TSMC Rumored To Hike Chip Prices By 25% By 2021 End As Alleged Workers Receive No Overtime Pay

Ramish Zafar
A 300mm TSMC chip wafer on display at the 2020 World Semiconductor Conference in Nanjing, China. Image: Getty Images via Los Angeles Times

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Rumors of the Taiwan Semiconductor Manufacturing Company (TSMC) is once again the target of rumors stating that it will increase its wafer prices. Previous rumors speculating the same change had surfaced in late January, in the wake of the ongoing chip crunch that automakers are currently facing. These believed that the fab was aiming for another 15% price increase in response to the increased demand for automotive chips, but as the months passed with the first quarter now at an end, no further details for the specific increase have come to light.

TSMC Rumored To Implement First 'Seasonal' Increase For 12-inch Wafer Prices From Next Quarter

Today's rumors, reported by United News, seem to apply to all tech products. TSMC manufactures semiconductors in two wafer sizes, namely the 12-inch and 9-inch wafers. Out of these, chips that are generally used in consumer electronics are manufactured on 12-inch silicon wafers, which are the subject of the reported price hikes.

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The details suggest that by the end of his year, TSMC will have increased its 12-inch wafer prices by $400 for a 25% year-over-year increase - resulting in all-time record high prices. The fab's 7nm process node is its bread and butter for the time being as it looks to scale up production for the more advanced 5nm node this year and bring the leading-edge 3nm process to mass production in the second of 2022.

Whispers from the Taiwanese chip sector also suggest that the discounts TSMC's major customers negotiated for 2021 have been withdrawn owing to the uptick in chip demand. Not only is the automotive sector desperate to get its hands on silicon for its products, but a shift in global work and entertainment patterns due to the ongoing pandemic has increased the demand for consumer electronics such as smartphones and notebooks.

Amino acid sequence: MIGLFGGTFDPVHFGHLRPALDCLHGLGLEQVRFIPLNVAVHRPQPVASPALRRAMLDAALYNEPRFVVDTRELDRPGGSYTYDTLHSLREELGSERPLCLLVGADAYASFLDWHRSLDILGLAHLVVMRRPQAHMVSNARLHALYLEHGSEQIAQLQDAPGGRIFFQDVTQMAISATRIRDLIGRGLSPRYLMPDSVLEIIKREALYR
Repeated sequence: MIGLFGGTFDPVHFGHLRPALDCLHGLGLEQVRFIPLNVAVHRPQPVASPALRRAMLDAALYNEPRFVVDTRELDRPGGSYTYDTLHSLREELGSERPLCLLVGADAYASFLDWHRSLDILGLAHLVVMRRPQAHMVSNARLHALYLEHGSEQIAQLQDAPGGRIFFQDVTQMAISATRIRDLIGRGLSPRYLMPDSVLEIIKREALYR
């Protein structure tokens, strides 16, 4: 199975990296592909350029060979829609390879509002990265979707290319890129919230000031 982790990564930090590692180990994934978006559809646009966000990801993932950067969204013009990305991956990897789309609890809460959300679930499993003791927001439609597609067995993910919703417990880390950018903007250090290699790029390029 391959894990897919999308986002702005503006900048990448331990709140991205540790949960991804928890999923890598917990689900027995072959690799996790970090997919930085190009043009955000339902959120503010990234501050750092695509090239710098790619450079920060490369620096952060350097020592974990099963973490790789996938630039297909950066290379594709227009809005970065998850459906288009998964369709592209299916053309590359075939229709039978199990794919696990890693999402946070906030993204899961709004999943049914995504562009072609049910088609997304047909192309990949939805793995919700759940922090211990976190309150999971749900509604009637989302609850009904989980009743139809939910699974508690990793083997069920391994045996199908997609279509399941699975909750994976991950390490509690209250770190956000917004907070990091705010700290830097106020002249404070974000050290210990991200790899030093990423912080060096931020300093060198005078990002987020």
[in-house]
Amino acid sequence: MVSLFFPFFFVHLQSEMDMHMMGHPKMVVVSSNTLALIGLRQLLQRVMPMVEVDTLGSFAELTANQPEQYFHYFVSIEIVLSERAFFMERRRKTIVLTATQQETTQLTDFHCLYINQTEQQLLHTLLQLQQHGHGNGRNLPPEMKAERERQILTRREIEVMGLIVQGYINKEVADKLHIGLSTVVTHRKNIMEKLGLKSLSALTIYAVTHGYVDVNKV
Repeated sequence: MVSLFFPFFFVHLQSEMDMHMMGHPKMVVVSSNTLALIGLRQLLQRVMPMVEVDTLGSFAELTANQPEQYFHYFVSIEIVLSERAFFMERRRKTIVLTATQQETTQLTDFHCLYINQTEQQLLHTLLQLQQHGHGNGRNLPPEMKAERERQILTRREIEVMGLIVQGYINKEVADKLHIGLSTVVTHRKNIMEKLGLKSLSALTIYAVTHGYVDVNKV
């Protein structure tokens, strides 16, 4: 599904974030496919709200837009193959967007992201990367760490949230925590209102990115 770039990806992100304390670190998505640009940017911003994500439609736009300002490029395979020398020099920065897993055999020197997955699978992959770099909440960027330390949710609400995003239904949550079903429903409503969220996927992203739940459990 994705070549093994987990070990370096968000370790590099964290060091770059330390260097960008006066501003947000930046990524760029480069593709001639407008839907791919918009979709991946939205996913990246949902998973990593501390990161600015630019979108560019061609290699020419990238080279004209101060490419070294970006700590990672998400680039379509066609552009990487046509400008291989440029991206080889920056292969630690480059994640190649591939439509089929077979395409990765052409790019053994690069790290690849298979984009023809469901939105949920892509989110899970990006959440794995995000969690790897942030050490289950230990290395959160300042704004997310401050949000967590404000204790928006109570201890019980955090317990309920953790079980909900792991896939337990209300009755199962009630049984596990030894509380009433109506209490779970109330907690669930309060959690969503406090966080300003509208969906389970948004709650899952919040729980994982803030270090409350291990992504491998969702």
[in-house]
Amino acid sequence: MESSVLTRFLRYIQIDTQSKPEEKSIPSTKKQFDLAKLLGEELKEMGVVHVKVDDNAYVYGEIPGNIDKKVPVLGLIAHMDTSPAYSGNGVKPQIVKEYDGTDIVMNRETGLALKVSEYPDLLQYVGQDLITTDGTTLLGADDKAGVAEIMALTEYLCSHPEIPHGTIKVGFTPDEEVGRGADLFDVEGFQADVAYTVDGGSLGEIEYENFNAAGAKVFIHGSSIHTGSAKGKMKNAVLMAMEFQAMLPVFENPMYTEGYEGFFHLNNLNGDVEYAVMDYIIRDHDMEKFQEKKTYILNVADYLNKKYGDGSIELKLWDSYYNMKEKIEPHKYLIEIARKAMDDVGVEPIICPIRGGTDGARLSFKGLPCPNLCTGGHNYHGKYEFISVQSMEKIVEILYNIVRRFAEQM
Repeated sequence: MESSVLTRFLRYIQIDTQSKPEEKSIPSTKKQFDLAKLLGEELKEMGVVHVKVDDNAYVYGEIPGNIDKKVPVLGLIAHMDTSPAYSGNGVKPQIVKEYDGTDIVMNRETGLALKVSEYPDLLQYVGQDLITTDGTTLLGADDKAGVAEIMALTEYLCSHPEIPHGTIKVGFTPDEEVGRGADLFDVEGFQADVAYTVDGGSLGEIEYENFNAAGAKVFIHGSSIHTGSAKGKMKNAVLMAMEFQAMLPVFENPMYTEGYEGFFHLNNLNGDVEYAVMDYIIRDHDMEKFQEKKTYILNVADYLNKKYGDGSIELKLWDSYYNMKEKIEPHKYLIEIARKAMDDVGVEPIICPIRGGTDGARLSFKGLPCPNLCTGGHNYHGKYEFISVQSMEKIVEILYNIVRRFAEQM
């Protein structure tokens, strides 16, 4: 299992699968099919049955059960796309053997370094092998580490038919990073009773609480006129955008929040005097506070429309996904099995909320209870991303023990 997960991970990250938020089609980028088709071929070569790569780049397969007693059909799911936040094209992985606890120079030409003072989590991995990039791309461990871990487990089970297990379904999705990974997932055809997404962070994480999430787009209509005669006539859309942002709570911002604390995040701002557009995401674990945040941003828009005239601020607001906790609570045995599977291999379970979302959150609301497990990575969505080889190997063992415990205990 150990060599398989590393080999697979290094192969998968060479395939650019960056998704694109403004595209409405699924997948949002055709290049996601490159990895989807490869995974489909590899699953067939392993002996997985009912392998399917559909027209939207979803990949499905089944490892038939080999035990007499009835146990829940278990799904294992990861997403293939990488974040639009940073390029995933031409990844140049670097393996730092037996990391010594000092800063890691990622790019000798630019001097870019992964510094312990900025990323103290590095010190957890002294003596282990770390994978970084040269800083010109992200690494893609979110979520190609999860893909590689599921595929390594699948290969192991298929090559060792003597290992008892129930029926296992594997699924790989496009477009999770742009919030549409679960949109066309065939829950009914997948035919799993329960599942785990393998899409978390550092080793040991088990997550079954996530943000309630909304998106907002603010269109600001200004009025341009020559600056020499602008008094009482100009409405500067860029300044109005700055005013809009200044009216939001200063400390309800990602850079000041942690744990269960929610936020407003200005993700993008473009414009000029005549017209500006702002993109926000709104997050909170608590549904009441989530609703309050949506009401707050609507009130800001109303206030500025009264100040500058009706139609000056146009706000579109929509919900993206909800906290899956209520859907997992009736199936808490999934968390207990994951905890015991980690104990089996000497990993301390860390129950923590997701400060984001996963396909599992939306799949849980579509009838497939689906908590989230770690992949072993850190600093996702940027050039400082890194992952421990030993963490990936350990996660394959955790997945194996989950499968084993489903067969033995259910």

TSMC's Fab 14 in Tainan, Taiwan.

For its part, TSMC has also made statements to the press in response to queries for the price hike rumors. The company's statement basically reaffirms its commitment to providing its customers with value and as is often the case refrains from commenting on pricing.

Data compiled by research firm IC Insights suggests that TSMC earned $1,634 in revenue per wafer in 2020. Our understanding of this term suggests that the amount refers to the profit/wafer that TSMC made last year since the price of a wafer often runs into thousands of U.S. dollars - with estimates from Georgetown University estimating the price of a wafer manufactured through the 5nm node as having a price of approximately $17,000 - a figure higher than the $12,500 predicted by IBS in 2019.

Using rudimentary math reveals that a 25% price increase of $400 over the course of this year implies a wafer price of $1,600 pre-hike –  a value eerily close to the revenue estimates provided by IC Insights.

As it deals with an auto chip shortage, a demand increase and an ongoing water crisis, word from Taiwanese social media suggests that while the company is making its employees work beyond office hours, the extra time is not being logged inside TSMC's systems as overtime. The company's procedures require worker supervisors to agree to overtime after determining the reasons behind a worker's need to work beyond the allotted hours, which according to the social media post now deleted were not being followed. Since this is a rumor, for the time being, it's clear that no concrete conclusions can be derived from it.

The fab's share price fell in Taiwan last week as U.S. chip giant Intel Corporation unveiled a $20 billion plan to enter the contract chip manufacturing space. Since then, the stock has stabilized as investors believe TSMC's technology advantages will enable it to maintain an edge in the market.

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